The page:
The build-up ahead of the first Ashes Test at Edgbaston has begun which is great - the banter between both camps certainly appears to be flowing.

We are full of confidence as a cricketing nation after our World Cup win which, of course, came in dramatic style with Cumbrian Ben Stokes crucial to our super-over success against New Zealand in the final.

As for Australia, for a team of their ability, they probably under-performed slightly at the World Cup as they fell to an eight-wicket semi-final loss at the hands of England in their semi-final.

Opener Jason Roy led England’s run-chase in that match with 85, before Joe Root and Eoin Morgan saw them home with 49 not out out and 45 not out, respectively.

So, I’m sure the Australians will have something to prove. The Ashes inspires every Englishmen and every Australian, so I’m sure an exciting series lies ahead, with the series set to start tomorrow.

After our World Cup success, I’m certain that will have been in England’s managing director of men’s cricket Ashley Giles’ thoughts when he helped to select England’s 14-man squad for the first Test last week.

In my opinion, the scare England suffered in their one-off Test against Ireland showed how difficult it is to go from one format to another in cricket.

County players have to do this regularly. They go from white-ball cricket to red-ball cricket within a couple of days and, sometimes, in the space of just a day. It shows how hard it is.

Techniques batsmen need to use in white-ball cricket in one-day matches and red-ball cricket are very different. A white ball tends to do very little for a few overs, with there maybe being a little bit of sideways movement.

So, there is minimal movement with the white ball compared to what you face when against the red ball which provides a lot of exaggerated movement, especially in the first morning of a four-day county game or at the start of a Test match.

For me, Stuart Broad really put his name in the hat for a starting spot in the success against Ireland as he took seven wickets across the game in England’s 143-run victory at Lord’s. You can’t beat tall bowlers hitting the pitch hard. In big games, you need big-match players and Broad, for me, is a big-match player.

He is now one of the most experienced campaigners in the England side alongside Jimmy Anderson and the Nottinghamshire all-rounder seems fit, fresh and ready, and I think he will lift his performance once again in the Ashes.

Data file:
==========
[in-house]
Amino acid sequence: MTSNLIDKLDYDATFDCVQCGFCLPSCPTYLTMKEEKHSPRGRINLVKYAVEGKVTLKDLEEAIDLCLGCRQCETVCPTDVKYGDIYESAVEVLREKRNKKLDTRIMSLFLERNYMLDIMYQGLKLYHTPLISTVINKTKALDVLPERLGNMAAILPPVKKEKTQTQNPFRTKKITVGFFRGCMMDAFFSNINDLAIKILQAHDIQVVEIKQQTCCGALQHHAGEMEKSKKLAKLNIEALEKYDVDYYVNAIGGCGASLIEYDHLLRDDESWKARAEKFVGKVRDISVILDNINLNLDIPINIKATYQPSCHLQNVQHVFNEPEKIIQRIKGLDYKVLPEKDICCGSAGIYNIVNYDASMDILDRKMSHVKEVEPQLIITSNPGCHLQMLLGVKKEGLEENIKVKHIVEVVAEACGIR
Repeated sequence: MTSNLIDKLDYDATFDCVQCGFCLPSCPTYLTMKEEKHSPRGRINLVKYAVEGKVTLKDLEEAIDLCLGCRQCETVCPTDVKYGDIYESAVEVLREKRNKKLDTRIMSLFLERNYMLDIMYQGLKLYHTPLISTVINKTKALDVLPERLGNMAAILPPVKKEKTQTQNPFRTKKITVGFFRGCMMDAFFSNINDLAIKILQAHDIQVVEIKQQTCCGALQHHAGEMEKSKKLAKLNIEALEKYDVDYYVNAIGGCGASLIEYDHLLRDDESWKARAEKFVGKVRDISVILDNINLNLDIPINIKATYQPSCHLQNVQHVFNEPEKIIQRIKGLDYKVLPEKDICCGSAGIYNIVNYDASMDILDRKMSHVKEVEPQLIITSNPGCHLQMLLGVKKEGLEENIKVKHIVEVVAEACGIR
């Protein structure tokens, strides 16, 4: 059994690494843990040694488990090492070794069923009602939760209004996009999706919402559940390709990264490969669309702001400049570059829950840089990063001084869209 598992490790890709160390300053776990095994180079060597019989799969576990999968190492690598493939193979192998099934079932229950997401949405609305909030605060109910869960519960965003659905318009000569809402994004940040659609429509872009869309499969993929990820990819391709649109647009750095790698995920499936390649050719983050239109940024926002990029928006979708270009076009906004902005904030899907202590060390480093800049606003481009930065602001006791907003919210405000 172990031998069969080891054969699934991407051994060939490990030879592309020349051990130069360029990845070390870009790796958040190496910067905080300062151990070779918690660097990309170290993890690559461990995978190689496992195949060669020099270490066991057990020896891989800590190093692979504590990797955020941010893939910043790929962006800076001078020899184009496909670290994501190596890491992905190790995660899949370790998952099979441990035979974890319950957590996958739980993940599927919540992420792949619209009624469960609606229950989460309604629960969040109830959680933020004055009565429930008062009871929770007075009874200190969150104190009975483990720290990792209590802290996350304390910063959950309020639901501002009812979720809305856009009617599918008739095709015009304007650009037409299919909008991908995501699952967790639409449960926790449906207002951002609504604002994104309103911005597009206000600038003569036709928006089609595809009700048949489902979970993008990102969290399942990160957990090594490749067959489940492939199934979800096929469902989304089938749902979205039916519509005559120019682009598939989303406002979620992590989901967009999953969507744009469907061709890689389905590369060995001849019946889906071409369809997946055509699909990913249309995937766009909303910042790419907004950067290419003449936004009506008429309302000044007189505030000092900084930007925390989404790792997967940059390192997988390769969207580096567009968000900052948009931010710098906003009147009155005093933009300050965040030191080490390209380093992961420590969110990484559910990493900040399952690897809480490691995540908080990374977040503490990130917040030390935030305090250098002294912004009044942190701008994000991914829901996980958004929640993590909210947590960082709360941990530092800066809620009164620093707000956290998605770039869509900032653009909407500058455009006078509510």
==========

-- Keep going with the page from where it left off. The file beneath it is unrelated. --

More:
It’s exciting to have the kind of options we do in our seam attack, though. We have had a good seam attack for a few years now.

The youngsters, like Olly Stone and Jofra Archer who now has had a taste of international cricket, are certainly improving and they are pushing closer and closer to breaking into the Test team. In fact, I have every confidence Archer will play.

Sadly, the weather forecast is not amazing this week, which is really disappointing so maybe then, if there is a lot of cloud around, whoever wins the toss should look to bowl. At Edgbaston, it usually turns a little bit as the match goes on, but it’s usually a nice pitch and, in general, is a good cricket wicket.

But with there potentially being a bit of cloud around, I think whoever wins the toss should probably look to bowl. The pitch will possibly be a little bit damp, and the players could be on and off a lot, which can be tough for batsmen.

After Australia claimed a 4-0 win over England in the last Ashes series, it seems a lot of people are expecting a closer series this time around, but you never know. Sometimes, in English conditions, Australian batsmen have struggled and they might have to make quite a few adjusts to be successful.

Kent batsman Joe Denly says he has been told he will bat at number four for England in their first Test, with Test captain Root in the number three slot, which will be a big challenge for Denly.

But the 33-year-old is an experienced player on the county circuit, having spent most of his career at Kent but also having represented Middlesex, as well. He is in the form of his life and he is a strong character with belief in his own game.

So, it’s the perfect opportunity for himself now to go out and define himself as an international cricketer.

Steve Smith, David Warner and Cameron Bancroft - the three players involved in Australia’s ball-tampering incident in South Africa last year - are back in their squad. Bancroft has been playing very well for Durham this year.

I think he has been the difference for them this year, with the way he has gone about his business really lifting those around him.

I think he has got used to English conditions well and he has moved on from his misdemeanour, and the game will now judge him in Test-match cricket. But he is a fine player. He is in a good place and his preparations could not have gone any better.

Tim Paine, though, will be the man given the task of leading the Baggy Greens as they try to retain the Ashes. Being skipper will test him mentally and physically, with what being captain of either nation means in the Ashes.

So, the 34-year-old does have a huge role to play for the Australians, but he is somebody I have always liked as a cricketer and someone I have always admired as a cricketer. As a keeper, you can make a lot of mistakes during the course of a five-day game, but he will need to stand up those all those challenges as Australia captain.

In terms of how the pitch usually plays at Edgbaston, there is generally a good bounce and the pitch is usually, not necessarily quick, but a nice-paced pitch. It will definitely turn from the third or the fourth day onwards.

That means the pitch will help to bring everybody into the game, so that is why both teams need to ensure they have a well-balanced side.

But a lot will also depend on the weather. If there is a lot of rain around, then I would expect that the seam attacks will be the ones who will need to do the majority of the work.